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Anorak | Reality Check

Reality Check

by | 5th, April 2004

‘IF, as they say, ignorance truly is bliss, then most of Britain must live in a state of permanent ecstasy, judging by reports in today’s papers.

Adolf Hitler, as he might have looked if he really existed

Tony Blair may have been elected chanting the mantra, ‘Education, education, education’, but most British adults would it seems not know how to spell it.

[The answer, as any six-year-old child knows, is I-T.]

In fact, there are some people who probably think Blair is a figment of our collective imagination, just as, for instance, 11% of the British population apparently believes that Adolf Hitler never existed.

Worse still, 9% of the population apparently believe that Sir Winston Churchill (named recently in a BBC poll as the Greatest Briton) is a made-up character.

Those are just some of the results of a survey of 2,069 people aged 16 or over, commissioned by Blenheim Palace to mark the 300th anniversary of the Battle of Blenheim.

According to the poll (and making the admittedly rather large assumption that respondents gave honest answers to the questions), a third of people believe the Cold War never took place, while 3% believe the Battle of Helms Deep (from Lord Of The Rings) was a real conflict.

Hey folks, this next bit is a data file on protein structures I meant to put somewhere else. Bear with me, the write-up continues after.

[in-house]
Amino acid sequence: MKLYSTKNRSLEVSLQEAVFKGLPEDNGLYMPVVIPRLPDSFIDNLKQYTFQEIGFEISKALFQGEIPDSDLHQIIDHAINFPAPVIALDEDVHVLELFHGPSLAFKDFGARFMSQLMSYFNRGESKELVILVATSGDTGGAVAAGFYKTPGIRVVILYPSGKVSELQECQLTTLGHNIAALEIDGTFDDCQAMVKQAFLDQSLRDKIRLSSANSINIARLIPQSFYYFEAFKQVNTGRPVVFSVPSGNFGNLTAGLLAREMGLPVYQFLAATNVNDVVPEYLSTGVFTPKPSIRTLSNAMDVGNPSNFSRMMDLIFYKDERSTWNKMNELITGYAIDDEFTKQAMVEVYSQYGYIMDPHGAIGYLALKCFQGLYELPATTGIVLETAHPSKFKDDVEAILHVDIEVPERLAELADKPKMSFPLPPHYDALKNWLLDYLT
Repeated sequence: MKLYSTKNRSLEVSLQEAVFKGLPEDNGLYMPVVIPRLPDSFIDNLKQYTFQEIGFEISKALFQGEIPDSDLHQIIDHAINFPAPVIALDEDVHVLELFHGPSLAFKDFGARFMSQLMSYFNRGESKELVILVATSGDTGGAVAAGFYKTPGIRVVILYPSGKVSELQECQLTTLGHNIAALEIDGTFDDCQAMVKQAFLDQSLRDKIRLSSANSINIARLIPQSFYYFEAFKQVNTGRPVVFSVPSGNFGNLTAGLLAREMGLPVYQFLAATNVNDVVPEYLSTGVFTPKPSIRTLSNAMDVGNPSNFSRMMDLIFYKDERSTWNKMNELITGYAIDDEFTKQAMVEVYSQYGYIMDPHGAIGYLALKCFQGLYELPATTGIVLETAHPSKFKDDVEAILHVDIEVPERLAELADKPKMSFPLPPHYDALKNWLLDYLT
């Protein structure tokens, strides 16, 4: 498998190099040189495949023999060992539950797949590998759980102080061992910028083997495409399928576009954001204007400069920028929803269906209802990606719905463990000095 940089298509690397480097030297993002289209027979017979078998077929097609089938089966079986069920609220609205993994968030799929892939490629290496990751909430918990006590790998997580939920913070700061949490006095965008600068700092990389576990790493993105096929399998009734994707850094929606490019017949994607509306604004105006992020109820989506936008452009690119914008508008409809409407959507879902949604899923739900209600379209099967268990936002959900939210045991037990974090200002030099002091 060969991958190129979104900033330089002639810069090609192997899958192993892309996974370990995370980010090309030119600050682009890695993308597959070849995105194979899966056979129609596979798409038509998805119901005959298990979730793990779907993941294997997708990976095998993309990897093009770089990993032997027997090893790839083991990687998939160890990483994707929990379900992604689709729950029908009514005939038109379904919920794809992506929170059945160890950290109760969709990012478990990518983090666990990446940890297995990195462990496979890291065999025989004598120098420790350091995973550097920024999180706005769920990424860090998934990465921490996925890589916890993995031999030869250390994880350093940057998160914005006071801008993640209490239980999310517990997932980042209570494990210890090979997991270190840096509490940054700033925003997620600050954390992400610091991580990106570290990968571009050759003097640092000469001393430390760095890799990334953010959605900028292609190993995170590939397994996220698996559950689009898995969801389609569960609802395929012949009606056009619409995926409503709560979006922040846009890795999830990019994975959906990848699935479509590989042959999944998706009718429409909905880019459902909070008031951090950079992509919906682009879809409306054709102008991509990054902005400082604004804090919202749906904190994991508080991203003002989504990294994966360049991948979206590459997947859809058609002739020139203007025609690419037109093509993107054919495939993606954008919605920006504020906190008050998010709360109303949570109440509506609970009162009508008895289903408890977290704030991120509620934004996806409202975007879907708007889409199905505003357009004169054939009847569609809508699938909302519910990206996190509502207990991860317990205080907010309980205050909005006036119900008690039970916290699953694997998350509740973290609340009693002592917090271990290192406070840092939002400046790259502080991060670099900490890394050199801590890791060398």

One in 20 believes that Conan The Barbarian was a bona fide figure from early Nordic history, more than a quarter believe in the existence of Robin Hood (as depicted in film) and more than a half believe that King Arthur is a genuine historical figure.

By contrast, almost two-thirds of us deny the existence of Ethelred The Unready, 42% think William Wallace (of Braveheart fame) was a product of Mel Gibson’s imagination and 40% don’t know that Benjamin Disraeli was a 19th Century Prime Minister and founder of the modern Tory party.

And there is more – nearly one in five people think that Harold Wilson was Prime Minister during the Second World War, more than a quarter couldn’t say which century the First World War had taken place and more than half think that British troops at the Battle of Waterloo were led by Lord Nelson.

It is, as Lord Janner tells the Independent, ‘a terrible indictment of the level of knowledge of the general population’.

‘Hitler was a monster,’ he says, ‘and now we find a significant number of people think he was somehow invented.’

Other blame Hollywood for the blurring of fact and fiction, the Indy quoting the example of the film U-571, which told how US servicemen altered the course of World War II by capturing an Enigma code machine from a German U-boat when in fact it had been British and Canadian sailors who had done so.

Historian Michael Wood said: ‘Hollywood distorts history the whole time and once you get that far down the line, it’s not history.’

Such is the power of Hollywood on the public imagiantion that there are even people who believe that bodybuilder and serial groper Arnold Schwarzenegger is Governor of California…’



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